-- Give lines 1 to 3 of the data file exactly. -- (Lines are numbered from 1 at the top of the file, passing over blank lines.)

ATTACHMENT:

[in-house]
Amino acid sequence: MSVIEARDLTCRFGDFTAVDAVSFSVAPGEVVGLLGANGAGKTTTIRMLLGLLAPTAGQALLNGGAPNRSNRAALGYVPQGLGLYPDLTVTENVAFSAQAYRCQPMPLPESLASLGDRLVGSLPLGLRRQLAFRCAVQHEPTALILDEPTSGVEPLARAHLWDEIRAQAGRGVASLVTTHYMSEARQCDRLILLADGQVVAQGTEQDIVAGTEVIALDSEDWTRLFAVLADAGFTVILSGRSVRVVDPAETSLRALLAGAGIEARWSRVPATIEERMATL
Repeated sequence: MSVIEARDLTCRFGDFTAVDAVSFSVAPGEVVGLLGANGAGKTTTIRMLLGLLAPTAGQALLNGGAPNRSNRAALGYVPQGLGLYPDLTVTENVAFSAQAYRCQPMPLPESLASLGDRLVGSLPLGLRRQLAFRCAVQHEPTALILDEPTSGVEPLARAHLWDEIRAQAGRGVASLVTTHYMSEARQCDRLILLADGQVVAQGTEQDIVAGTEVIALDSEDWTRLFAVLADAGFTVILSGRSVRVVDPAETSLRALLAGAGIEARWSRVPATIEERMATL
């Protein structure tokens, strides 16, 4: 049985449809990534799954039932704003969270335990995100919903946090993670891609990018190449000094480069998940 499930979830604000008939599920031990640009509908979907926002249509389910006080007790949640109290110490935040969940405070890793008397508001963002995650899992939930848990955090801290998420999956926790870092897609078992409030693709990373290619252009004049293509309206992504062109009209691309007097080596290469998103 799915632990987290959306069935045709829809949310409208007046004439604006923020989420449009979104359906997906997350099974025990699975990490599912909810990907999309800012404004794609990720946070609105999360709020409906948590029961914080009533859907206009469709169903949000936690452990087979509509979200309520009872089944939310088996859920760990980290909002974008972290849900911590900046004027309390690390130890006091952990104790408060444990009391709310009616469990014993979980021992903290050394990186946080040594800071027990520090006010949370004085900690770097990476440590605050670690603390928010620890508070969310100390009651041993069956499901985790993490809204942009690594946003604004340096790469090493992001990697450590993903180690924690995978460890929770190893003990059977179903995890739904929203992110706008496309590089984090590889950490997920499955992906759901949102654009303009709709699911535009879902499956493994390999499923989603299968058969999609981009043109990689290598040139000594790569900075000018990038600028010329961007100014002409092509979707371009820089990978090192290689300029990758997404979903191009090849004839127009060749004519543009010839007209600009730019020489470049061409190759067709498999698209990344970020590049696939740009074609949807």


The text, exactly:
[in-house]
Amino acid sequence: MSVIEARDLTCRFGDFTAVDAVSFSVAPGEVVGLLGANGAGKTTTIRMLLGLLAPTAGQALLNGGAPNRSNRAALGYVPQGLGLYPDLTVTENVAFSAQAYRCQPMPLPESLASLGDRLVGSLPLGLRRQLAFRCAVQHEPTALILDEPTSGVEPLARAHLWDEIRAQAGRGVASLVTTHYMSEARQCDRLILLADGQVVAQGTEQDIVAGTEVIALDSEDWTRLFAVLADAGFTVILSGRSVRVVDPAETSLRALLAGAGIEARWSRVPATIEERMATL
Repeated sequence: MSVIEARDLTCRFGDFTAVDAVSFSVAPGEVVGLLGANGAGKTTTIRMLLGLLAPTAGQALLNGGAPNRSNRAALGYVPQGLGLYPDLTVTENVAFSAQAYRCQPMPLPESLASLGDRLVGSLPLGLRRQLAFRCAVQHEPTALILDEPTSGVEPLARAHLWDEIRAQAGRGVASLVTTHYMSEARQCDRLILLADGQVVAQGTEQDIVAGTEVIALDSEDWTRLFAVLADAGFTVILSGRSVRVVDPAETSLRALLAGAGIEARWSRVPATIEERMATL